The old proverb states, “People who live in glass houses shouldn’t throw stones.” This saying typically means that one should not criticize others for faults that he or she also possesses. However, with regard to President Trump, there are alternative ways at looking at this adage. In his first five weeks in the Oval Office (or at Mar-a-Lago), Trump has repeatedly attacked the media, the intelligence community, and nearly all of his critics as purveyors of “fake news” and the spreaders of lies.
Psychologically speaking and at its simplest level, a mental health professional might say that Trump is projecting his own faults onto others and is doing so with increased frequency. For example, this morning the President tweeted his criticism of leakers and how they could be devastating to the U.S.
You need only change one word in that sentence for it to read that the leaks would be devastating to Donald Trump and his brief term in office.
This afternoon, Trump took the unprecedented step of barring CNN, the New York Times, the LA Times, Buzzfeed, the BBC, the Guardian, and Politico from a White House press briefing. This move escalated an increasingly intense feud between Trump and the free press while also raising concerns about First Amendment violations.
As I pointed out in a column last month, this radical step by Trump likely reflects two parallel forces at play here. First, Trump’s limitation of the media outlets that were represented today is a transparent play to control the amount of criticism to which he is exposed; an action that protects his vulnerable ego and is consistent with his malignant narcissism.
It is no secret that the outlets that were barred have also been heavily covering Trump’s potentially treasonous ties to Russia. It is also of little surprise that the exclusion of certain media groups today is straight out of the fascist playbook when it comes to rising to an authoritarian position and staying there.
Yet, remember what we know about our 45th President. Those with whom he has worked closely report that he has a short attention span, he does not read, he has an insatiable diet for cable news, and he is overly concerned with how he “performs” at public events. He also shows two-dimensional thinking and has a limited use of the English language and the vast possibilities afforded by an expanded vocabulary.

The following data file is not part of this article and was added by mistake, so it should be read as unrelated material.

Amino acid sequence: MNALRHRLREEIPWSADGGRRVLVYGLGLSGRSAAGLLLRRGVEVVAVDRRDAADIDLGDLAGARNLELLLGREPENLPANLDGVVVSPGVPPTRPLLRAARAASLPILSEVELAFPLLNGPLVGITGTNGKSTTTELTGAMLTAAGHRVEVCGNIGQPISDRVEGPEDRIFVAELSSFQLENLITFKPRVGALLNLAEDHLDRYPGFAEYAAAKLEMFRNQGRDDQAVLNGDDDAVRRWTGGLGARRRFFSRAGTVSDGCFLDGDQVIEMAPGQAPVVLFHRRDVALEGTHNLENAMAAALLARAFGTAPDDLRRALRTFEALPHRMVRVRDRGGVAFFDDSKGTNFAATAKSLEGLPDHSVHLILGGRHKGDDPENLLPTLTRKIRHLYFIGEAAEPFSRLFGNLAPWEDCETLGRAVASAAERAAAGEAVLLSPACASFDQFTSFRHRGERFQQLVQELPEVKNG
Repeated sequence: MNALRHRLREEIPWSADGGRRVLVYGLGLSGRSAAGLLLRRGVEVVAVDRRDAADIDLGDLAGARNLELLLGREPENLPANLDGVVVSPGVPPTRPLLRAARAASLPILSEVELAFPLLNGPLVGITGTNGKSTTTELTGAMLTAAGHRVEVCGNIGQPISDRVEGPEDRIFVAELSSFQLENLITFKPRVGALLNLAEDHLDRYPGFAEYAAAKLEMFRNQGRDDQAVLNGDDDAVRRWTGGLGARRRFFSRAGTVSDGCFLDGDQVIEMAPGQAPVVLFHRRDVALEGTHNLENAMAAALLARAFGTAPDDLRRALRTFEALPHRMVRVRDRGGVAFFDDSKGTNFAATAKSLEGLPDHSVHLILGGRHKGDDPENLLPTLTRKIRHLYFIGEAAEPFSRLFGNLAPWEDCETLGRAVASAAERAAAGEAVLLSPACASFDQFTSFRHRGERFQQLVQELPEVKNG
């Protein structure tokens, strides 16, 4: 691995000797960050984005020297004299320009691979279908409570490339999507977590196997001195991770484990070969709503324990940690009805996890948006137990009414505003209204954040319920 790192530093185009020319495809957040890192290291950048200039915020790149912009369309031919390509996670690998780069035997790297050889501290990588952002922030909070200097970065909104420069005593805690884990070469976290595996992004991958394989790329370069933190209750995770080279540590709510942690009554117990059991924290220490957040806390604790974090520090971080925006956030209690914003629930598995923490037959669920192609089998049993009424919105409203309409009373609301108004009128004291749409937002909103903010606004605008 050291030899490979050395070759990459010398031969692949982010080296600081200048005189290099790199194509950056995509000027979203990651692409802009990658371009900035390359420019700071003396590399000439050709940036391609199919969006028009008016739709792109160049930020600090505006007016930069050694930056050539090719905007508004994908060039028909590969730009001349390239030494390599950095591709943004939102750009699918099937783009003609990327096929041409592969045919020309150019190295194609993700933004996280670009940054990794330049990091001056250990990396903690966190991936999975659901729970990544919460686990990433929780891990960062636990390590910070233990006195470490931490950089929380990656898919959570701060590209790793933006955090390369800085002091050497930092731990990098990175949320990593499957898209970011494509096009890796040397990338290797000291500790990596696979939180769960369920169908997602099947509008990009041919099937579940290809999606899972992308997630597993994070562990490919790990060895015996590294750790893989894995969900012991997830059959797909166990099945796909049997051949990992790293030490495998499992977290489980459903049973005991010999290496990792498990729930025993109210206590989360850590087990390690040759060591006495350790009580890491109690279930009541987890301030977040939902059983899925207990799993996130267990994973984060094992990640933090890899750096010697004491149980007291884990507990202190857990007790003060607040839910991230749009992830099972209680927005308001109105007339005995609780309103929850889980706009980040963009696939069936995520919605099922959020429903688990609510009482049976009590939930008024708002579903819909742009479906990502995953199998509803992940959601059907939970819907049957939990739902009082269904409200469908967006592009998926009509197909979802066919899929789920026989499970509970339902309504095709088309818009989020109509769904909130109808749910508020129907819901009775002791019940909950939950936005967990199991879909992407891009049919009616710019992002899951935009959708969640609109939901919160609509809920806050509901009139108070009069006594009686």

Updated 2/25/17 11:30 pm: President Trump has decided not to attend the White House Correspondent’s Dinner becoming the first since Ronald Reagan (who missed the event after being shot in the chest) not to attend. This decision also appears to be the result of separate lines of thinking. One, it neutralizes the potential criticism toward and vulnerability of the hyper-sensitive President in the form of the ribbing that often accompanies this dinner. Second, it reinforces the use of the fascist playbook in its dismissal of the popular media. Lastly, the increasing scrutiny of the President’s ties to Russia would most certainly be a topic of conversation or satire during the event.
In other words, he does not have the capacity or desire to “do the heavy lifting” when it comes to being an authoritarian leader… he just wants the adulation. His senior advisers, spokespeople, Cabinet, and permissive Congress are there to plan, execute, and maintain the strategies that will keep King Donald atop his throne while the Court pursues its own individual agendas (e.g., Steve Bannon’s deconstruction of Washington, Stephen Miller’s nationalist state, Betsy DeVos and her interpretation of God’s plan for schools).
The man is solely concerned with being the best and the biggest even when shown conflicting evidence. I am proud to see the marches, town hall meetings, and the activist groups that are opposing the President’s narcissistic, inexperienced, immature, delusional, and dangerous behaviors. I believe it is becoming increasingly effective and that his projections (or throwing stones from his own glass house) will be his undoing politically.